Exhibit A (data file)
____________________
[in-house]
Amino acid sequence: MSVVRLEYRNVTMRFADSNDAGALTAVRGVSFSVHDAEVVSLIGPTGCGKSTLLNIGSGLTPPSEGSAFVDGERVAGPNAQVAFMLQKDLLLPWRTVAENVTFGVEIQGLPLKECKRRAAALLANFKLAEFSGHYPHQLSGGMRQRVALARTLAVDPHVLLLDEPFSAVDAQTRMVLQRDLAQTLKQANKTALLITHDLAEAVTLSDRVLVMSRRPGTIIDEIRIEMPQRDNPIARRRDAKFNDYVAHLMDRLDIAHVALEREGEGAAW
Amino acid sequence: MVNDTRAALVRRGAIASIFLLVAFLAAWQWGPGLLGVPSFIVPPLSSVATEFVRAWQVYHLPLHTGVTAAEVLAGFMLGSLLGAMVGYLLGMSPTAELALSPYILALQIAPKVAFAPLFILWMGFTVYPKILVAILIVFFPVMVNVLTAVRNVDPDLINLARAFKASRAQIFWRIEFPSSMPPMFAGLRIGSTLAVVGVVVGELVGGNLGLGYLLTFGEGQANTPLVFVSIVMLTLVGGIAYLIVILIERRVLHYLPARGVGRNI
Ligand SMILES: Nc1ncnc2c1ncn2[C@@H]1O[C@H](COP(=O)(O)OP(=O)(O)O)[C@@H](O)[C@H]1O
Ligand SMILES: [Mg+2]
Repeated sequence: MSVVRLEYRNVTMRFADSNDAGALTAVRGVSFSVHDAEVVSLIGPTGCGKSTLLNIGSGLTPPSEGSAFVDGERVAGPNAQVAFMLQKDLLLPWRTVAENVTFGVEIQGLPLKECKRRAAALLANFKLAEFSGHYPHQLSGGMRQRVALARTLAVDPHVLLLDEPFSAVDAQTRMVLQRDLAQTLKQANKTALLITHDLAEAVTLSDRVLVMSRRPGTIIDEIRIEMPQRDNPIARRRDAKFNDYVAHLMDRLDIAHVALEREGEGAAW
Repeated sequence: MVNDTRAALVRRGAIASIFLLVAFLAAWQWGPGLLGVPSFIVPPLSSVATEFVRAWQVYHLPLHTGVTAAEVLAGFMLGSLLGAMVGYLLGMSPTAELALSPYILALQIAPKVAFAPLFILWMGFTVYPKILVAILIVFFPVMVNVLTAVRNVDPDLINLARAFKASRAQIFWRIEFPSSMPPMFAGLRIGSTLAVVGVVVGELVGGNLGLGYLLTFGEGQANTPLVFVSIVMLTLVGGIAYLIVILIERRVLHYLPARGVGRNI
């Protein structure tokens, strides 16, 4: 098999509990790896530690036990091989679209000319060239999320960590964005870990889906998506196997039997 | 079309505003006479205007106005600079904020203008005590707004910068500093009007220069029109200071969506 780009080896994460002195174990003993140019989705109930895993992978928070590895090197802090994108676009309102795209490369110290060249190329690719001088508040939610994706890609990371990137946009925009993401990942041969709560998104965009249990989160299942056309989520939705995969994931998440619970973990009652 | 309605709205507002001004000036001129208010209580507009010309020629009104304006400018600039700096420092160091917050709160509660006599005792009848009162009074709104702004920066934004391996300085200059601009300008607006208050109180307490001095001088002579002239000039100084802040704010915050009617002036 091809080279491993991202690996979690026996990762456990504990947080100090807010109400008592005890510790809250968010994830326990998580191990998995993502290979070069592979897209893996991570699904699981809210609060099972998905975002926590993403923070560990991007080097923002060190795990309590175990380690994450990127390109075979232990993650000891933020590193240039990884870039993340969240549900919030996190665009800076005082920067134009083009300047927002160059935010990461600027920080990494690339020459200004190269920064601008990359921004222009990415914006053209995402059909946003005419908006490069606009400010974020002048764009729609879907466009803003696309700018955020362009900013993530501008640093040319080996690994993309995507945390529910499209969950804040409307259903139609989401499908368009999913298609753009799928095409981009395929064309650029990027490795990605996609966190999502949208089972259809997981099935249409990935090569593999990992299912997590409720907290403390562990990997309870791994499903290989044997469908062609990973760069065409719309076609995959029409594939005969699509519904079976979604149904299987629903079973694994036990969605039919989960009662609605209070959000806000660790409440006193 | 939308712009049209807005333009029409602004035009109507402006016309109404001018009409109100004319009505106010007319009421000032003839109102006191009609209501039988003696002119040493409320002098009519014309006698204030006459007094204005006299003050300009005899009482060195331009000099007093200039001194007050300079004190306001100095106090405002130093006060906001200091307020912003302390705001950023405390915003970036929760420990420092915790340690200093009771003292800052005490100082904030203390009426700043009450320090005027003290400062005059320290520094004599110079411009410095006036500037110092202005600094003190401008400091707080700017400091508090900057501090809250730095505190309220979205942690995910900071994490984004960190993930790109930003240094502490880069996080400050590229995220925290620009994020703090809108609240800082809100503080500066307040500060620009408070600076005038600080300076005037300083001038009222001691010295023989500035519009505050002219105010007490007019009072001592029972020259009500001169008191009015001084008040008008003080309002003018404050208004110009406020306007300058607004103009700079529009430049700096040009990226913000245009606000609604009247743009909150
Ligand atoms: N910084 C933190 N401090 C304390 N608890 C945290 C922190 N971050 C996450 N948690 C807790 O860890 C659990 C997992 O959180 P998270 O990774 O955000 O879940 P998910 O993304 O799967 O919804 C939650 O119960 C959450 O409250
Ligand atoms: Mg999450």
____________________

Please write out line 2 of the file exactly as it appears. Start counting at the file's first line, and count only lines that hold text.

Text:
Amino acid sequence: MSVVRLEYRNVTMRFADSNDAGALTAVRGVSFSVHDAEVVSLIGPTGCGKSTLLNIGSGLTPPSEGSAFVDGERVAGPNAQVAFMLQKDLLLPWRTVAENVTFGVEIQGLPLKECKRRAAALLANFKLAEFSGHYPHQLSGGMRQRVALARTLAVDPHVLLLDEPFSAVDAQTRMVLQRDLAQTLKQANKTALLITHDLAEAVTLSDRVLVMSRRPGTIIDEIRIEMPQRDNPIARRRDAKFNDYVAHLMDRLDIAHVALEREGEGAAW